Cellular respiration
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Cellular Respiration. Dr. Huq. Respiration. Overview; Glucose to Carbon dioxide + Water +Energy C 6 H 12 O 6 + O 2  6CO 2 + 6H 2 O + 38 ATP Glucose is highly reduced; contains energy Oxygen receives the electrons to form energy 4 separate reactions

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Cellular Respiration

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Cellular respiration

Cellular Respiration

Dr. Huq


Cellular respiration

Chapter 5


Respiration

Respiration

  • Overview;

    • Glucose to Carbon dioxide + Water +Energy

    • C6H12O6 + O2 6CO2 + 6H2O + 38 ATP

    • Glucose is highly reduced; contains energy

    • Oxygen receives the electrons to form energy

  • 4 separate reactions

    • Glycolysis, Transition Reaction, Krebs Cycle, Electron Transport, Chemiosomosis

  • Requires Oxygen

Chapter 5


Cellular respiration

Chapter 5


Cellular respiration

Chapter 5


Cellular respiration

Cellular Respiration

By cellular respiration the pyruvic acid molecules are broken down completely to form three carbon dioxide molecules, and three molecules of water.

In glycolysis, a total of four molecules of ATP are produced, but two are used up in other steps in the process.

Additional ATP is produced during the Krebs Cycle and the Electron Transport Chain, resulting in a grand total of 40 ATP molecules produced from the breakdown of one molecule of glucose via cellular respiration.

Chapter 5


Cellular respiration

Cellular Respiration Steps

There are three steps in the process of cellular respiration: glycolysis, the Krebs cycle, and the electron transport chain.

Chapter 5


Glycolysis 10 steps

Glycolysis- 10 steps

  • Glucose is Phosphorylated to form Fructose 1,6-diphosphate

  • Split to form 2 Glyceraldehyde 3-phosphate

  • Final Products are:

    • 2 Pyruvic Acid (C3H4O3)

      • Compare to original glucose - C6H12O6

    • 2 NADH

    • 2 ATP

Chapter 5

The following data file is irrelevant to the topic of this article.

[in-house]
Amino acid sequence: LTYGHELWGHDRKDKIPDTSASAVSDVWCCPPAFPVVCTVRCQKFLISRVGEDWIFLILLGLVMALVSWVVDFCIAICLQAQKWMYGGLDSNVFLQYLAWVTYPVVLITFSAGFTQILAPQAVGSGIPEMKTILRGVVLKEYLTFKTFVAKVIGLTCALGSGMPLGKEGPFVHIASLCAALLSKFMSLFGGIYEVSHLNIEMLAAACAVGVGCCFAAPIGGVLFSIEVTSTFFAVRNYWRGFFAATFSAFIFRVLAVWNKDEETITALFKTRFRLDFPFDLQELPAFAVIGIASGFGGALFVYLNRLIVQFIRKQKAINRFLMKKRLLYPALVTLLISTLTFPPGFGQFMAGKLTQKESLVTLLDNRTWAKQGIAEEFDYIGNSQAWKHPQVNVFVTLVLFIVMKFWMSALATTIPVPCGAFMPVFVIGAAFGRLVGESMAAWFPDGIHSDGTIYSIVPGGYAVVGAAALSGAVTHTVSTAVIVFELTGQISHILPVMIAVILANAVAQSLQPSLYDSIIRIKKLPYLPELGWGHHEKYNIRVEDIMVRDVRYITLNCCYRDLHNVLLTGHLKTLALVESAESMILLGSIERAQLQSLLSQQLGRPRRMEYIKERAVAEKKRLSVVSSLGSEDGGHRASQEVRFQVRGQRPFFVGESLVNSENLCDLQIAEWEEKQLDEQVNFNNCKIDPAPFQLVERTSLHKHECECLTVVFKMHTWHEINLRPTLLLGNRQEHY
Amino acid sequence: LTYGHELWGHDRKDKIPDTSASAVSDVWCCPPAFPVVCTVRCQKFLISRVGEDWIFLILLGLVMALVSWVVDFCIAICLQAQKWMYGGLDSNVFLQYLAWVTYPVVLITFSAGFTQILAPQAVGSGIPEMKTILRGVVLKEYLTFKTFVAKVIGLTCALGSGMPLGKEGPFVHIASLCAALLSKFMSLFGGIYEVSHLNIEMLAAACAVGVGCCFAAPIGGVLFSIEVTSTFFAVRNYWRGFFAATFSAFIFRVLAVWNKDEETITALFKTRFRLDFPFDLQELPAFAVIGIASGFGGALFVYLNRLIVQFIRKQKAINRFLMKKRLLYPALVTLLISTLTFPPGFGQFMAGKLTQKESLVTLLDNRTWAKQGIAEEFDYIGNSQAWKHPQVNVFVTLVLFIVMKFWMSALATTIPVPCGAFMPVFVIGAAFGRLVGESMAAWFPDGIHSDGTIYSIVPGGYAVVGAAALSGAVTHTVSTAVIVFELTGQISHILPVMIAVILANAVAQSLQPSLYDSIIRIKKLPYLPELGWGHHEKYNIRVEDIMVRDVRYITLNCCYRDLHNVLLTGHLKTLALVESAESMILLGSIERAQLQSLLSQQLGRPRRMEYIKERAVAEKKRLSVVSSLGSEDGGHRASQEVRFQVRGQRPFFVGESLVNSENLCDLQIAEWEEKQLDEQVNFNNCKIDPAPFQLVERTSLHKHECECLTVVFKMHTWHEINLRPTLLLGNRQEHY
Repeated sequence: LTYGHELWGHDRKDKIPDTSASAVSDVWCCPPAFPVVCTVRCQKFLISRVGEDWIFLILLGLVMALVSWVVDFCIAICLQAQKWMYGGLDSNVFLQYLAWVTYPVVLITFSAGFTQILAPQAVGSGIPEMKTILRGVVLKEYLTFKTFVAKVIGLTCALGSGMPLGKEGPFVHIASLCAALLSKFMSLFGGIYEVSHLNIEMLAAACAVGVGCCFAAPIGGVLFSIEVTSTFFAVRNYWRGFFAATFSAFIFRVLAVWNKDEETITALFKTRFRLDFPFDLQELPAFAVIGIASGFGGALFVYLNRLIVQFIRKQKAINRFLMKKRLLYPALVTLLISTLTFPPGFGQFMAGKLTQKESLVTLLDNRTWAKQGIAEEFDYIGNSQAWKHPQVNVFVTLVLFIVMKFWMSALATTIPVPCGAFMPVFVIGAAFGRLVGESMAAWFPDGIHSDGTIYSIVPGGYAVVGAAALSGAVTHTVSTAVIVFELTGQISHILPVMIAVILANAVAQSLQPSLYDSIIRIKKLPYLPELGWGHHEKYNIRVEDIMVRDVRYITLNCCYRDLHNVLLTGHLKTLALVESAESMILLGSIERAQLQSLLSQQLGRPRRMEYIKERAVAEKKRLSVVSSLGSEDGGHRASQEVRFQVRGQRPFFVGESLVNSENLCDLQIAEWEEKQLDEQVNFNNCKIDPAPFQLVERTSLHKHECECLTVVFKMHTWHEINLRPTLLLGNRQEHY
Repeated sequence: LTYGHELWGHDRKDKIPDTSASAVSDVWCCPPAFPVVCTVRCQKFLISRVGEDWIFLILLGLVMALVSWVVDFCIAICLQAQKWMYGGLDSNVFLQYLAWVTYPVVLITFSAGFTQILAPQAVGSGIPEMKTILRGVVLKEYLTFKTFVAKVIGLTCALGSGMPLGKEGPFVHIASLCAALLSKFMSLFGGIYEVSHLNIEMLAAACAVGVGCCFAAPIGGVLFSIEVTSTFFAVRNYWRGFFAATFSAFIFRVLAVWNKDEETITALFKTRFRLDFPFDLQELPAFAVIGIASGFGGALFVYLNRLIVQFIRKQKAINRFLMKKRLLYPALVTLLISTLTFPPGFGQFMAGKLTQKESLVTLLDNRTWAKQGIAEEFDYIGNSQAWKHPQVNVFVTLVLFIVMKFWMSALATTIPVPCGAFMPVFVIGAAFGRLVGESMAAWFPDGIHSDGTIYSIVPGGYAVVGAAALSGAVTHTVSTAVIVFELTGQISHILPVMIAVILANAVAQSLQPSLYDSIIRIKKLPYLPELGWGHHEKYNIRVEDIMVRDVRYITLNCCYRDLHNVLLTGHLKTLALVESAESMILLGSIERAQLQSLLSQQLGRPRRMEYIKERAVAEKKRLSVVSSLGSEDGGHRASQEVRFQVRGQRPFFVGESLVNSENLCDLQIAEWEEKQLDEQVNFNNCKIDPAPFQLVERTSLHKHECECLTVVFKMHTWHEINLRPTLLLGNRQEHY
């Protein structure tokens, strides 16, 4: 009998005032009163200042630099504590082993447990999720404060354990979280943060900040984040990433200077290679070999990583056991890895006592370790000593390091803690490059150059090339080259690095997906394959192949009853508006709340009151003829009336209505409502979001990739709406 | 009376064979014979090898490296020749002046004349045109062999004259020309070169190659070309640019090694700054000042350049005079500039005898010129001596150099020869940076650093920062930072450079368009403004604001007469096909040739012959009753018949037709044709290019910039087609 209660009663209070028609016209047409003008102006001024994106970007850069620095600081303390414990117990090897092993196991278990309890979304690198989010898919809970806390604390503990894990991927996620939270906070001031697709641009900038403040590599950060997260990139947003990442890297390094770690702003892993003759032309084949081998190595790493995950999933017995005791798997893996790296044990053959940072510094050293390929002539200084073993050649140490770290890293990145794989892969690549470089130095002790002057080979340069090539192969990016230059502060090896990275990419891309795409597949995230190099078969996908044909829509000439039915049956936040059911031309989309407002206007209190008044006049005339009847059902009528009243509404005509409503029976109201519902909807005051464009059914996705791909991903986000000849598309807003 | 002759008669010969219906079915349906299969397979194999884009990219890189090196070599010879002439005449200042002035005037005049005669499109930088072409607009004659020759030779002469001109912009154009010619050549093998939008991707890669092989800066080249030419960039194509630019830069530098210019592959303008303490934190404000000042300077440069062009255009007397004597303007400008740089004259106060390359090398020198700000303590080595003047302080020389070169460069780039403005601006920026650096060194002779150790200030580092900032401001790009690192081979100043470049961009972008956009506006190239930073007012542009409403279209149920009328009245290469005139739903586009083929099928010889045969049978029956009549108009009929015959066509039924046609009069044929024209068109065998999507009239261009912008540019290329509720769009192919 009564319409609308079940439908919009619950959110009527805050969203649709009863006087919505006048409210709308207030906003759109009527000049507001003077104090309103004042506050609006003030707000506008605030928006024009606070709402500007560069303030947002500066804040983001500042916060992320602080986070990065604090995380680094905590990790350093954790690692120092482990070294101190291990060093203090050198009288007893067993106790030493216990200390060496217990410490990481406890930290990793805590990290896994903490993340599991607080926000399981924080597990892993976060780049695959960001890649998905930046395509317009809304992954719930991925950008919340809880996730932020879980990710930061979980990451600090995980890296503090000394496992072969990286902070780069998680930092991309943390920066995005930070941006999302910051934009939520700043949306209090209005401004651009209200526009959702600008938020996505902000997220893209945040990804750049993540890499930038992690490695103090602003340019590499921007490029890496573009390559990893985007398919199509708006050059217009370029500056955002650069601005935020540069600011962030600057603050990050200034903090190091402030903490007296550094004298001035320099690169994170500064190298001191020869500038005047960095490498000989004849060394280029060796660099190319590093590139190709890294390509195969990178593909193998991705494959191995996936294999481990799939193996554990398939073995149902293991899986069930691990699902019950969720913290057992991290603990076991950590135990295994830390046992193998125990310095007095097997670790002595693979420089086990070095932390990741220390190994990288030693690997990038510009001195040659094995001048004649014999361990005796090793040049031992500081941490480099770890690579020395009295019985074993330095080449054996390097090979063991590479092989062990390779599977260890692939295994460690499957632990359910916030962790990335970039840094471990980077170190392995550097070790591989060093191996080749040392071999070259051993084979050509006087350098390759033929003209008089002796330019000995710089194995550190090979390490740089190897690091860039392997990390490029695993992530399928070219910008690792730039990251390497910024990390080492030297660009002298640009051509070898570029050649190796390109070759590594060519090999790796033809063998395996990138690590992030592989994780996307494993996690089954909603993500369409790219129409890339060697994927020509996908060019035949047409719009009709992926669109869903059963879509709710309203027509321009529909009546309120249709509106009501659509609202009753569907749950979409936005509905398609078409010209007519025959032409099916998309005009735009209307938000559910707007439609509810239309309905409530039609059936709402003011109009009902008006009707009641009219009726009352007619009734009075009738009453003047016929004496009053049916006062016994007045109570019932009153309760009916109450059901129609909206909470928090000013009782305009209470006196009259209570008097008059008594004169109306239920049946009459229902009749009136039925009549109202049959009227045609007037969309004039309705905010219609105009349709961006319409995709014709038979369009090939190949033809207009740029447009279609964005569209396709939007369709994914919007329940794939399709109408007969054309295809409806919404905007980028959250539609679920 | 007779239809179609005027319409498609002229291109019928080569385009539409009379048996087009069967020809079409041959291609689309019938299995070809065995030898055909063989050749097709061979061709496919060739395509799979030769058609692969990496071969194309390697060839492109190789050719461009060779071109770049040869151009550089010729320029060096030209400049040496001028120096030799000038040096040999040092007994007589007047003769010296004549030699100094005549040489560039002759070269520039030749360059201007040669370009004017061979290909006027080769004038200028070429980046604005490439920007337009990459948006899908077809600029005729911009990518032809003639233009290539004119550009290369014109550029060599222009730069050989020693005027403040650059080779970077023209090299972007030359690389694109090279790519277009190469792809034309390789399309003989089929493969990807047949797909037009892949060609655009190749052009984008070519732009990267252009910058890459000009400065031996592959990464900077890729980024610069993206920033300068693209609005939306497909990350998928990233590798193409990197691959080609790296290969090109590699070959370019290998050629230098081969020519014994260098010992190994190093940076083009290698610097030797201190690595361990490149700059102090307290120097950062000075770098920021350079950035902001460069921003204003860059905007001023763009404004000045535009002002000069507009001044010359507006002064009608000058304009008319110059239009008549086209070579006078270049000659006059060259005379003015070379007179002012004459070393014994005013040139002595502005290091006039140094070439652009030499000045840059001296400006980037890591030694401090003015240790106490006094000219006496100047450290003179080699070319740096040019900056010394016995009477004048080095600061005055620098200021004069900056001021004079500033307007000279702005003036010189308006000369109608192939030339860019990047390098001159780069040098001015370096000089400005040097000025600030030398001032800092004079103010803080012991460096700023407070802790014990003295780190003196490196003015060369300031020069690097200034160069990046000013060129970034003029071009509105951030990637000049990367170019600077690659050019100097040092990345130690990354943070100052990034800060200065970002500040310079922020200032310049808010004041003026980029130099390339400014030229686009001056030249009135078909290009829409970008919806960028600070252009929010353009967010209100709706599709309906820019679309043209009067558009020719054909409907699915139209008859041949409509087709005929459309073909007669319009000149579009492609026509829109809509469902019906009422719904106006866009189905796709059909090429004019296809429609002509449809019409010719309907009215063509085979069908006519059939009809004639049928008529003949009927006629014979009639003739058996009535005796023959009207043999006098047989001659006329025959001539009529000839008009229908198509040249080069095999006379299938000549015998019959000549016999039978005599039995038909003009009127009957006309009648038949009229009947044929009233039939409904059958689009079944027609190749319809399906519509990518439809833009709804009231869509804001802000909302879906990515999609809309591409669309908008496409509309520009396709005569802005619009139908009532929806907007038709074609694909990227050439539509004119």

Cellular respiration

Glycolysis

There are two important ways a cell can harvest energy from food: fermentation and cellular respiration. Both start with the same first step: the process of glycolysis which is the breakdown or splitting of glucose (6 carbons) into two 3-carbon molecules called pyruvic acid.

Chapter 5


Cellular respiration

  • Glycolysis

    • Glycolysis happens in the cytoplasm of cells, not in some specialized organelle.

    • Glycolysis is the one metabolic pathway found in all living organisms.

    • Glycolysis does not need oxygen as part of any of its chemical reactions. It serves as a first step in a variety of both aerobic and anaerobic energy-harvesting reactions.

Chapter 5


Kreb s cycle

Kreb’s Cycle

  • Figure E.3, A29

  • Acetyl CoA  Carbon Dioxide

    • C2H4O2 to CO2

    • Energy produced/Acetyl CoA (x2 for /Glucose)

      • 3 NADH

      • 1 FADH

      • 1 ATP

  • Metabolic Wheel

    • Fats, amino acids, etc. enter or leave

    • Citrate is product of first reaction

      • Simmons Citrate Media

Chapter 5


Cellular respiration

In eukaryotes, the Krebs Cycle and Electron Transport Chain occur within the mitochondria.

The pyruvic acid resulting from glycolysis is sent into the mitochondria for these reactions to occur.

To move one molecule of pyruvic acid from the cytoplasm into a mitochondrion “costs” the cell one molecule of ATP (therefore two ATPs for a whole glucose), thus a net total of 36 ATP molecules per molecule of glucose is produced in eukaryotes as compared to only two in fermentation.

The overall reaction for cellular respiration is C6H12O6 + 6O2        6CO2 + 6H2O (+ energy for the cell to use for other things).

Chapter 5


Cellular respiration

Krebs cycle